Human Rights Watch correctly noted in March that the law, despite its democratic gleam, “makes the right [to protest] subject to the overbroad control and the discretion of the authorities”. Included in the law is a ruling barring any action that “could hurt the State” – this should be construed as anything deemed critical of the government, surely a key tenet of any political protest and a cornerstone of a functioning democracy. A government that outlaws criticism is bordering on dictatorial.

Protest organisers must also hand over their personal details to authorities when they apply for permission – meaning Burma’s broad surveillance database continues to grow one opponent at a time. It was most likely this that led to the Kachin Peace Network activists’ homes being visited by intelligence officials a day before the protest. Having foreseen this, they made sure they were out at the time.

The new law could then be read in two ways: the rosy reaction from many western countries proffers that the bill allows Burmese a degree of openness not seen for years, and should therefore be celebrated. The years under military rule witnessed horrific responses to public displays of disquiet – several massacres and the jailing of dissidents on a mass scale. Few would argue with the view that things have changed for the better.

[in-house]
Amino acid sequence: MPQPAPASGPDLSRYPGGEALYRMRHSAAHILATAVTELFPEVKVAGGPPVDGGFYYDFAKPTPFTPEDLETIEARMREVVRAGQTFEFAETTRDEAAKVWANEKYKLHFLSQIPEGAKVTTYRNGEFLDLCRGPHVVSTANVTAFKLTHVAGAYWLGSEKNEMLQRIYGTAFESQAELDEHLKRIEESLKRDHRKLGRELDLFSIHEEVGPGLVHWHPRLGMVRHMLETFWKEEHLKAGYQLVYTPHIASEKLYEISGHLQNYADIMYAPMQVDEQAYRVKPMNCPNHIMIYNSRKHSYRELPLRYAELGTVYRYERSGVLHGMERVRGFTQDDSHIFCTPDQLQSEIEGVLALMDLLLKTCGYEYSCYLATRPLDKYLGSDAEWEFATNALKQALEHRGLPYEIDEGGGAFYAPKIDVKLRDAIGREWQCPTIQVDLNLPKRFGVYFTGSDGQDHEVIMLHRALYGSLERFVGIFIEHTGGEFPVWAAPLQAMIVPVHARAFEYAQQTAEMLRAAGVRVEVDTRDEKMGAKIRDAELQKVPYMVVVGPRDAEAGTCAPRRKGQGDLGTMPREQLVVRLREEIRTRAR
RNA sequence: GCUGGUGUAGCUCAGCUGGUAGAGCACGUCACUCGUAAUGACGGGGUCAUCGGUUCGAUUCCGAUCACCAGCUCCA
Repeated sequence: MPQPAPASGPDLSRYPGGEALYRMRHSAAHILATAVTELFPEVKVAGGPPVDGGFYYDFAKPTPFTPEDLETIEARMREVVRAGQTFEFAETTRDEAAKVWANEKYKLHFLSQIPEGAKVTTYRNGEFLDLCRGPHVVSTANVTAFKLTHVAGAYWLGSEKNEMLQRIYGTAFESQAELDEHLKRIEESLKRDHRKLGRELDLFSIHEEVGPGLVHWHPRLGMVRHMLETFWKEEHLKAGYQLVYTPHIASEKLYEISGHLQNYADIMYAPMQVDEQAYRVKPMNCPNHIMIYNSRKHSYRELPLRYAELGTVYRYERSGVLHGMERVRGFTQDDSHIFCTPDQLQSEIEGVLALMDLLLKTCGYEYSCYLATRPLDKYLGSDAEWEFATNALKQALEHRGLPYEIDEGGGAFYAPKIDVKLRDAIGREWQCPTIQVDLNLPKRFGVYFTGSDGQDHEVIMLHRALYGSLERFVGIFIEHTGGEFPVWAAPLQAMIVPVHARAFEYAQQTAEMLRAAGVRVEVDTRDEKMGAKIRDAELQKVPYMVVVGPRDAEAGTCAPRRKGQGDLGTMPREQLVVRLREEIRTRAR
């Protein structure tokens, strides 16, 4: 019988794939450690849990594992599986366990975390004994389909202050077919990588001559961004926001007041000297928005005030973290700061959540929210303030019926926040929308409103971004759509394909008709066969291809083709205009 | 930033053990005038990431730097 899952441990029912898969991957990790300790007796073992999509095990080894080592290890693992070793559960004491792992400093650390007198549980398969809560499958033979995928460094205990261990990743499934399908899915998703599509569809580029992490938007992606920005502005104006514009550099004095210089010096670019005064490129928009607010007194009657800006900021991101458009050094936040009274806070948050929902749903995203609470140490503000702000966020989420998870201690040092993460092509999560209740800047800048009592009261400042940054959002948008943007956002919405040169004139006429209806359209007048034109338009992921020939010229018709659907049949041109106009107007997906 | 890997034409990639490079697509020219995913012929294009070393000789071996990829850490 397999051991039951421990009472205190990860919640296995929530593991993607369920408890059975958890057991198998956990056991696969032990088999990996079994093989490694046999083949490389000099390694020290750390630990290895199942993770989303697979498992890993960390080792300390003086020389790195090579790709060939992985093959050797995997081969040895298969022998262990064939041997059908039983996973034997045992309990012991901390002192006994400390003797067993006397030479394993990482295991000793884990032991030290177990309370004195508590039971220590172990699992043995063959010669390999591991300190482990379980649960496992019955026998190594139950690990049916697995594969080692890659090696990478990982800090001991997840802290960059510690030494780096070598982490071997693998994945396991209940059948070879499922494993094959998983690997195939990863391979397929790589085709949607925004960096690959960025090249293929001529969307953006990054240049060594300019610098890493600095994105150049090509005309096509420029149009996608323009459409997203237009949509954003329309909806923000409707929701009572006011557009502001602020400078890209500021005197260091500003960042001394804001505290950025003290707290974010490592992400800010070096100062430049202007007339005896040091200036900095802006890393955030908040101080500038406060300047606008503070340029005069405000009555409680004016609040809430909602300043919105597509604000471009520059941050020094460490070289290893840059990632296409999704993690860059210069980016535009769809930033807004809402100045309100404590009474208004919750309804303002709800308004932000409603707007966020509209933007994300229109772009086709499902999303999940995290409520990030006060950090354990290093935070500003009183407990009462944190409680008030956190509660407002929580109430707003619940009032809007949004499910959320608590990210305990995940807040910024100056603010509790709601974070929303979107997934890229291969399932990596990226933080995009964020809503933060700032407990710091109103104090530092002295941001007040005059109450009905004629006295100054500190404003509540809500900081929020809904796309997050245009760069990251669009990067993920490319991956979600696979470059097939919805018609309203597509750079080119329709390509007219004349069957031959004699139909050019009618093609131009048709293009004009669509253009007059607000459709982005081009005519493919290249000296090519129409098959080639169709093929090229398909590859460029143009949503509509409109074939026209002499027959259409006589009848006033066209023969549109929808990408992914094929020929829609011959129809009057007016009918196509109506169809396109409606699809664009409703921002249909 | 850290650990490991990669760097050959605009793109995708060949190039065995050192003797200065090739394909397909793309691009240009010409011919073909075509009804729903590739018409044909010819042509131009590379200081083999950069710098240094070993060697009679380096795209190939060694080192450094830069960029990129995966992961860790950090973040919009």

Yet what the bill also does is enshrine into law tight restrictions on the ability to protest, which carries potentially severe ramifications for those involved. This becomes ever more dangerous given that one-time critics of the regime now appear content with mere improvement, rather than the actual overhaul of the legal system that is desperately needed for Burma to take substantial steps forward. Aung San Suu Kyi’s appointment as head of the parliamentary Rule of Law committee provides a good opportunity to press for further reform of the protest bill, given her intimate relationship with activism, although her recent comments on dissidence are cause for concern.

There are multiple examples that show that intolerance of the political opposition persists despite government claims to the contrary: lawyer Saw Kyaw Kyaw Min is serving a six-month jail term after returning to Burma from exile, having fled after representing activists involved in the 2007 uprising; a peace activist was detained for a stunt in Mandalay last month; and two journalists have been hit with a defamation suit after reporting on corruption in the mining ministry.

The Kachin protestors, like the two journalists, provide an antidote to the widely held belief that Burma is moving full steam ahead toward democracy – a narrative skillfully engineered by the Thein Sein administration and helped along by former critics like Britain and the US who are now eager to do business there. Only time will tell what happens to activists whose targets lie at the intersection of Burmese and western business interests, but the crackdown on recent protests at a copper mine in the north provides some clues.

Suu Kyi’s comment last month that dissidence is just a phase, like adolescence, is ultimately dangerous at a time when protesting against, and spotlighting, the ongoing crises that plague the country – corruption, civil war, ethno-religious hostility, and so on – is highly necessary.